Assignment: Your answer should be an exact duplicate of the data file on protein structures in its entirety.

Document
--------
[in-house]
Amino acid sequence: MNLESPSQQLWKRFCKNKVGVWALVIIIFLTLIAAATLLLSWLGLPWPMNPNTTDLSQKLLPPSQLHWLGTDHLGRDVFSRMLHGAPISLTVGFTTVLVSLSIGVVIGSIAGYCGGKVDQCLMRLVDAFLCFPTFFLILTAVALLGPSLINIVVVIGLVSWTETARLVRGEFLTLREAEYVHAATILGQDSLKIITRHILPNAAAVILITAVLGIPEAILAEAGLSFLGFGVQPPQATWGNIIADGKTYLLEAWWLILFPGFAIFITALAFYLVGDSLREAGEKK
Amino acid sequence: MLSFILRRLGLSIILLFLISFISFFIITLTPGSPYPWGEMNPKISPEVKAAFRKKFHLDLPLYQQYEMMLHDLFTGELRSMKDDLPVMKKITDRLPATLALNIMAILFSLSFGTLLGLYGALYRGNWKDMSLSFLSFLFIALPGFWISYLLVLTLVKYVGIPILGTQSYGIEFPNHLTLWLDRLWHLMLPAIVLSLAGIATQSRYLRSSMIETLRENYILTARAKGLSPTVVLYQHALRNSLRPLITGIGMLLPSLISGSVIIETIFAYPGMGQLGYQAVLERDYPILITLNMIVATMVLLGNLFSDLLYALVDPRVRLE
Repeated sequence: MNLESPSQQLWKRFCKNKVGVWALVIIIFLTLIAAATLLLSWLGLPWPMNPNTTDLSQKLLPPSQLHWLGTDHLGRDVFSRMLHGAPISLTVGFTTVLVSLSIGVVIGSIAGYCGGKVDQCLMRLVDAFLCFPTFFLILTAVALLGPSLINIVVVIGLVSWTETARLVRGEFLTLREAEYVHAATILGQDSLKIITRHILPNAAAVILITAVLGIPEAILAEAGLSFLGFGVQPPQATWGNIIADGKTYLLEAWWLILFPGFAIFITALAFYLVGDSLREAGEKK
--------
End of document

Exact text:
[in-house]
Amino acid sequence: MNLESPSQQLWKRFCKNKVGVWALVIIIFLTLIAAATLLLSWLGLPWPMNPNTTDLSQKLLPPSQLHWLGTDHLGRDVFSRMLHGAPISLTVGFTTVLVSLSIGVVIGSIAGYCGGKVDQCLMRLVDAFLCFPTFFLILTAVALLGPSLINIVVVIGLVSWTETARLVRGEFLTLREAEYVHAATILGQDSLKIITRHILPNAAAVILITAVLGIPEAILAEAGLSFLGFGVQPPQATWGNIIADGKTYLLEAWWLILFPGFAIFITALAFYLVGDSLREAGEKK
Amino acid sequence: MLSFILRRLGLSIILLFLISFISFFIITLTPGSPYPWGEMNPKISPEVKAAFRKKFHLDLPLYQQYEMMLHDLFTGELRSMKDDLPVMKKITDRLPATLALNIMAILFSLSFGTLLGLYGALYRGNWKDMSLSFLSFLFIALPGFWISYLLVLTLVKYVGIPILGTQSYGIEFPNHLTLWLDRLWHLMLPAIVLSLAGIATQSRYLRSSMIETLRENYILTARAKGLSPTVVLYQHALRNSLRPLITGIGMLLPSLISGSVIIETIFAYPGMGQLGYQAVLERDYPILITLNMIVATMVLLGNLFSDLLYALVDPRVRLE
Repeated sequence: MNLESPSQQLWKRFCKNKVGVWALVIIIFLTLIAAATLLLSWLGLPWPMNPNTTDLSQKLLPPSQLHWLGTDHLGRDVFSRMLHGAPISLTVGFTTVLVSLSIGVVIGSIAGYCGGKVDQCLMRLVDAFLCFPTFFLILTAVALLGPSLINIVVVIGLVSWTETARLVRGEFLTLREAEYVHAATILGQDSLKIITRHILPNAAAVILITAVLGIPEAILAEAGLSFLGFGVQPPQATWGNIIADGKTYLLEAWWLILFPGFAIFITALAFYLVGDSLREAGEKK